Those ready for a modest change to Ireland’s abortion laws are confronted with a more radical proposition

John McGuirk is the Communications Director of the Save the 8th Campaign. In the first of a series of essays on the upcoming referendum on the 8th amendment to the Irish Constitution John shares his experience of the campaign and what’s at stake.

Nothing has struck me more in this referendum debate than the comment made by a man on RTE Radio One’s “Joe Duffy” show last week. Joe had decided to find out what was happening out there beyond the walled gardens of RTE, and had sent a reporter out to interview people on the streets – five people in total.

Two of the five were solid yes voters, two of them solid no voters, but this final gentleman was truly torn. “No matter what way I vote” he said, “I worry I will hurt someone”. “Either I’ll hurt the unborn child, or I’ll hurt some poor woman somewhere”.

I might be a senior member of the NO campaign, but my heart went out to him.

Those of us in campaigns find ourselves in the strange position of appearing to be absolutists. In a binary referendum, there are only two choices – YES, and NO. When you’re campaigning on one side, you have to accept all the consequences of a vote for that side, whether you agree with all of those consequences or not.

There will be people in this referendum who passionately believe that abortion should be legal in certain circumstances, who will nonetheless vote to keep it illegal in nearly all circumstances – that is the nature of binary choice. We cannot pick and choose.

Small wonder then that some people, men especially, have chosen to opt out of the debate entirely. Abortion referenda in Ireland (we have become world leaders in the genre) are not renowned for high turnouts.

For many people, this is a choice that is simply too agonising to make. You see it on the doorsteps – people who tell canvassers on both sides that this is a decision they want to wrestle with by themselves.

Ultimately though, the country will have to make a choice. In this campaign, it is becoming clear that as we approach polling day, doubts and indecision are on the rise, with certainty a fading commodity.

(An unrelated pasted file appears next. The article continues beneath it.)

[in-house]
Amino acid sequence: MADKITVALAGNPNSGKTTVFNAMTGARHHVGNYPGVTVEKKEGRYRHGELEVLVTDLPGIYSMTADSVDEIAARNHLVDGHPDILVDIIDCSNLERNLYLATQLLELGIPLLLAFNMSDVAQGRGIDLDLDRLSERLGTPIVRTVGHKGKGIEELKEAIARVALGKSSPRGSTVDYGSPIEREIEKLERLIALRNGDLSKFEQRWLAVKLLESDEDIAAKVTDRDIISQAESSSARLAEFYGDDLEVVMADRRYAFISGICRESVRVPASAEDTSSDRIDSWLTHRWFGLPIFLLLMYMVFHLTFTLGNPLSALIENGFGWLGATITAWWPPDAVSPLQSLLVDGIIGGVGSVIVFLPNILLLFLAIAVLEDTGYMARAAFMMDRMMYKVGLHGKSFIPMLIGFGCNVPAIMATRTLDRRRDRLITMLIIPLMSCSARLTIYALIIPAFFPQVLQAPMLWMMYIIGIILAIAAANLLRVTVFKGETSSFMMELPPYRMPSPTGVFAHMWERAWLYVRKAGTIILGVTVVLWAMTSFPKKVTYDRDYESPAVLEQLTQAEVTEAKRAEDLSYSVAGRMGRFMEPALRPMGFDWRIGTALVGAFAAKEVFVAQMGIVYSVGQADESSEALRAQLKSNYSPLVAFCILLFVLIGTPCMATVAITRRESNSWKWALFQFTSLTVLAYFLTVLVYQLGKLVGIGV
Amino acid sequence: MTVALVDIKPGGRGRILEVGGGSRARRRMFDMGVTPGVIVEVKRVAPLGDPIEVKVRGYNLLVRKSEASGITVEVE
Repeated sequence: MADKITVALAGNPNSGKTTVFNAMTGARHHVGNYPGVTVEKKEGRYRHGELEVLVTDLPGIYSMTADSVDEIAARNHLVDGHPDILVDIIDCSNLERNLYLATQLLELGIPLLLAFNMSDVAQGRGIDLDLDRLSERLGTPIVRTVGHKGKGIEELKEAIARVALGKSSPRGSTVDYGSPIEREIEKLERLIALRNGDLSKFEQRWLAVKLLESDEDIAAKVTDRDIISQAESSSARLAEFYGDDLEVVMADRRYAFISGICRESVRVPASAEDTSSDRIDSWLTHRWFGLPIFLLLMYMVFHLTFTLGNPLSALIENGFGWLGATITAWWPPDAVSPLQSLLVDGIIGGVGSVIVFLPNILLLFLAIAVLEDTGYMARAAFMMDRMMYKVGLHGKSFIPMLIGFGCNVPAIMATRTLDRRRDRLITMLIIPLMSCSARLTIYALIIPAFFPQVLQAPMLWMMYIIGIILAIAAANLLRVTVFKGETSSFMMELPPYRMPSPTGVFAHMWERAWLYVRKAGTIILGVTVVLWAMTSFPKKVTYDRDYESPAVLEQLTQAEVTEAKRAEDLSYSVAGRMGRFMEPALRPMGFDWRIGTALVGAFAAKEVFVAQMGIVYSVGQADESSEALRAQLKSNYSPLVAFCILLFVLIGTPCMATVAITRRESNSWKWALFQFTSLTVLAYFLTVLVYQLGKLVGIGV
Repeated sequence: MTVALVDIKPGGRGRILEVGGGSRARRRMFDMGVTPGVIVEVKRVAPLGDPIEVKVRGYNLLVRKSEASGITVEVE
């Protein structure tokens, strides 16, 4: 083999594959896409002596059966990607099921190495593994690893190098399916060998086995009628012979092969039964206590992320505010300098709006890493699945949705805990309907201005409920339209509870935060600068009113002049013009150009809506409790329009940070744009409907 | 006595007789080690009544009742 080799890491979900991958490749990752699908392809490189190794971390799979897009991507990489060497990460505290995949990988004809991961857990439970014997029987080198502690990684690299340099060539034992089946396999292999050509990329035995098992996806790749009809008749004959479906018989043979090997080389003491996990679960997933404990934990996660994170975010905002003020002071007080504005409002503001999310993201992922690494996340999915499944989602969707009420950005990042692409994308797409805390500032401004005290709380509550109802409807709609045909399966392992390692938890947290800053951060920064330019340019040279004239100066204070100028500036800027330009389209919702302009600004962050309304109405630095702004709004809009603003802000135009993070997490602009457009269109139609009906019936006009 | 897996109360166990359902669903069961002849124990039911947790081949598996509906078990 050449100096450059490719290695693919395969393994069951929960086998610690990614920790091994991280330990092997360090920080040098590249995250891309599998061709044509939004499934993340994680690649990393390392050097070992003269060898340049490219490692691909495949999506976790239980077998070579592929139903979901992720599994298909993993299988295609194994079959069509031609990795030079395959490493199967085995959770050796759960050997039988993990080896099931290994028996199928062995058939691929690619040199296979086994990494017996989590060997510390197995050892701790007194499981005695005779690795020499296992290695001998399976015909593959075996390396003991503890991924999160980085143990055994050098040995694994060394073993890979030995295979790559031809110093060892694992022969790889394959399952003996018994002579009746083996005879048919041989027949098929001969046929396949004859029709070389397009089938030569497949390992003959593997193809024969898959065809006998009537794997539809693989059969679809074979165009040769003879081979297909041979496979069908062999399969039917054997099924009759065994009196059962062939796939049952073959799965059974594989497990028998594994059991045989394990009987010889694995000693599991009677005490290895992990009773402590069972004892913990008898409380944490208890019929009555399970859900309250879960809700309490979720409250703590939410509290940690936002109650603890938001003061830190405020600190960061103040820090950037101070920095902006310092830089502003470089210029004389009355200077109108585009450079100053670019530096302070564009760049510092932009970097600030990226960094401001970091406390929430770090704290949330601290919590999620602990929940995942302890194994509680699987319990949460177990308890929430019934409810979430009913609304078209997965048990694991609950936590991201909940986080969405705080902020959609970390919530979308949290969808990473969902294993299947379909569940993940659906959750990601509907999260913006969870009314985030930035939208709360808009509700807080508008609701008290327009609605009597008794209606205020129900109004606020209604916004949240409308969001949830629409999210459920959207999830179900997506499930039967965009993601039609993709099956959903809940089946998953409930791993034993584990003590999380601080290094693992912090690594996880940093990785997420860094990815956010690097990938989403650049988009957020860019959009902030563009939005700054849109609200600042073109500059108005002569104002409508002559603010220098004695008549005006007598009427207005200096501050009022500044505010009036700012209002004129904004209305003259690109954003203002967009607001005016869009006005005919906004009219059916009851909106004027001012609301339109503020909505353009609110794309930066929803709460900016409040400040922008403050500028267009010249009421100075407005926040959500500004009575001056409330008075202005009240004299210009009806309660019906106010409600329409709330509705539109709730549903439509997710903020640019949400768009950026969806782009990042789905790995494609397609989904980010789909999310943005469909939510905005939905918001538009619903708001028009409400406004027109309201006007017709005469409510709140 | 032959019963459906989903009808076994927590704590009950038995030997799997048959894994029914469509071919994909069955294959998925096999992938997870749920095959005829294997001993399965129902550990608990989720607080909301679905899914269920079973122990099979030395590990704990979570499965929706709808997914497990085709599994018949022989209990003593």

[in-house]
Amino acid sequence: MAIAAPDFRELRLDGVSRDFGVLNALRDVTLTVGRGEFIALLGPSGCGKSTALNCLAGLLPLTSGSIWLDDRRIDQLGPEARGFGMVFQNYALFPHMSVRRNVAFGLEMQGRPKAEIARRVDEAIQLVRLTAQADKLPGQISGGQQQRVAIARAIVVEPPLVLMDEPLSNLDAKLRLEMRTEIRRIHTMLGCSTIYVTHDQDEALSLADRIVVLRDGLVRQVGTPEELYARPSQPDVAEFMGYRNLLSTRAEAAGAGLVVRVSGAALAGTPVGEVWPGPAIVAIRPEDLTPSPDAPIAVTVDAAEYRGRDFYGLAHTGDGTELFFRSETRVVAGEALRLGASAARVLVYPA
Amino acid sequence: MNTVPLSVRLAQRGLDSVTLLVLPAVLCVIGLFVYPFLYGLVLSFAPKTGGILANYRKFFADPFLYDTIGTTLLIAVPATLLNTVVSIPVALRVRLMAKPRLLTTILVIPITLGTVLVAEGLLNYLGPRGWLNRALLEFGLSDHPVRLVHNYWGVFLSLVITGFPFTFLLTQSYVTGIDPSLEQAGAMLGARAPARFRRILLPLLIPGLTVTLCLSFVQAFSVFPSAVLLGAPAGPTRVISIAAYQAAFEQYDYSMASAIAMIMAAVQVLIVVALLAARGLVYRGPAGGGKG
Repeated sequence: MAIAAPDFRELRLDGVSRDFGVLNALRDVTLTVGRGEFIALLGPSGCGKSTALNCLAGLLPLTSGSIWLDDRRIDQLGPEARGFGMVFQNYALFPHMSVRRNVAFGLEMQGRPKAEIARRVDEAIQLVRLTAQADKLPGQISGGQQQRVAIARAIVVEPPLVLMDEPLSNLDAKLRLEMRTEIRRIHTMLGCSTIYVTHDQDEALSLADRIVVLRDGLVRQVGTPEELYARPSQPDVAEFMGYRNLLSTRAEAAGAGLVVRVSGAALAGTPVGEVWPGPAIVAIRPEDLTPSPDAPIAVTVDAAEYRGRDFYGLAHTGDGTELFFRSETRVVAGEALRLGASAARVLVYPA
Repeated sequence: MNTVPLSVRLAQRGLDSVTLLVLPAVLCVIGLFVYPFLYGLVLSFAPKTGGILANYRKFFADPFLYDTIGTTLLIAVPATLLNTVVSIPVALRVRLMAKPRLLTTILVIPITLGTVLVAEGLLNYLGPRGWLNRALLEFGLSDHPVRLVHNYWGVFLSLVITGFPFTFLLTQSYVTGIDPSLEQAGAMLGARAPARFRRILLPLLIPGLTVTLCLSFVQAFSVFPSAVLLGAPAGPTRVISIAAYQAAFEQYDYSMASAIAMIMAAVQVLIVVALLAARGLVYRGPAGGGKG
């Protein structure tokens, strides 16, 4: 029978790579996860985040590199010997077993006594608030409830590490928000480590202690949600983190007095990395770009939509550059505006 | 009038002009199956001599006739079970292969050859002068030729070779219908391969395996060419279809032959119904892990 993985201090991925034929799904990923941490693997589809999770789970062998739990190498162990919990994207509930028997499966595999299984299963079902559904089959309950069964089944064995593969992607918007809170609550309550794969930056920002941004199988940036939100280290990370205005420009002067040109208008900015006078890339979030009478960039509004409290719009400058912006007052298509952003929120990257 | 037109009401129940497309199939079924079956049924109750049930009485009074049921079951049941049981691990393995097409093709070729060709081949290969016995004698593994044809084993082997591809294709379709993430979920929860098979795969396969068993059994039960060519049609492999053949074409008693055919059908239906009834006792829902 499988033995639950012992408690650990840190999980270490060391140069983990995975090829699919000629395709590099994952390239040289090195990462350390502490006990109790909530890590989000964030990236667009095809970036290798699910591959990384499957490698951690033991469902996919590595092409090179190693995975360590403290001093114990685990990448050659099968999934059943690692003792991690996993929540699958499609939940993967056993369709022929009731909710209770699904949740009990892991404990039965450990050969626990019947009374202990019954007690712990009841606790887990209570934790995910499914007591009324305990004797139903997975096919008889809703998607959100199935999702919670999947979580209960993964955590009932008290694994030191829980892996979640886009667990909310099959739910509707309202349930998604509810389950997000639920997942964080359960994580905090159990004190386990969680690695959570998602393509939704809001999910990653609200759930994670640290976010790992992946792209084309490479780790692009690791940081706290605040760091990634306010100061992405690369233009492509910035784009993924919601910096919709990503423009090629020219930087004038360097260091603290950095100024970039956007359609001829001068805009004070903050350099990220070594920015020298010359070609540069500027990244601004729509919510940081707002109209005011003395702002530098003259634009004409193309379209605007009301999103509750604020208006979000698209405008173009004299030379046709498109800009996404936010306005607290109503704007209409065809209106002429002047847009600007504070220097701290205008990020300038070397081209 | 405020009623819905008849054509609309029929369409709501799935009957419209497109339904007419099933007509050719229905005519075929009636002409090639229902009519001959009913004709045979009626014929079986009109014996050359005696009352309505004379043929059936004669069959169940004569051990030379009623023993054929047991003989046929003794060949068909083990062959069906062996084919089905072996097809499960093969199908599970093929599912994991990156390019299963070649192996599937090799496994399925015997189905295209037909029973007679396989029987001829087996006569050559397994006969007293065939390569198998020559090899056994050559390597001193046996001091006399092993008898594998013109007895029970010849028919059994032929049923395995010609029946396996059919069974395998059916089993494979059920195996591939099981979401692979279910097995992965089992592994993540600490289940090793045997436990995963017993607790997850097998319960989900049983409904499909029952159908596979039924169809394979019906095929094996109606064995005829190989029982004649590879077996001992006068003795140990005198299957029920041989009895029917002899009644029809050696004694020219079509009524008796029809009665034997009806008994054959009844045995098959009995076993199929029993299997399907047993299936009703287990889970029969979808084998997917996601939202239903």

The simplest explanation for that is that voters who were ready to vote for a modest change to Ireland’s abortion laws are now finding themselves confronted with a much more radical proposition – something that, in the words of Fine Gael Minister Josepha Madigan on RTE last week, would “bring Ireland into line with 21 countries around Europe”, all of which have very liberal abortion laws.

The public are being confronted with a truly momentous shift in the law, and the burden of the decision can be felt in discussions around the issue. Previous referendums were on narrow questions – the right to travel, whether suicide was a ground for abortion, and so on. This time, we’re debating the core issue itself.

A YES vote will permit healthy Irish women, carrying perfectly healthy pregnancies, to put an end to those pregnancies for any reason at all for the first twelve weeks. It will introduce abortion on mental health grounds up to viability and will put an end to any rights the unborn child has in the constitution.

The more people are confronted with this vista, the more they have recoiled from it, and the support for the YES side has fallen.

Of course, I would say that, I’m biased. And the truth is that the yes side is probably still a slight favourite to win on the day. Support for this referendum is entrenched in elements of the electorate that see it as much as a vote about Ireland’s past as it is about Ireland’s future.

The core YES vote will vote, there is no doubt about that. In a lower turnout referendum, as this is likely to be, that could make the difference.

But what was a foregone conclusion in January suddenly no longer seems certain. The polls are tightening, and nerves on all sides are tensing. That said, for all the rage and tumult in the online sphere, the debate has been remarkably civil in the real world.

When the differences between the two sides are so large, there is little point in fighting about them. It has simply been about respectfully articulating a case to voters, and hoping to educate them.

Our belief, on the NO side, has always been that if the voters have all the facts about what is being proposed, we will win. The next three weeks will tell the tale.

NOTE: The site rules (play the ball and not the wo/man) will be applied particularly strictly during this short essay series. Whilst all opinion is welcome, all discussion should be conducted respectfully both of the views of others, and the facts.

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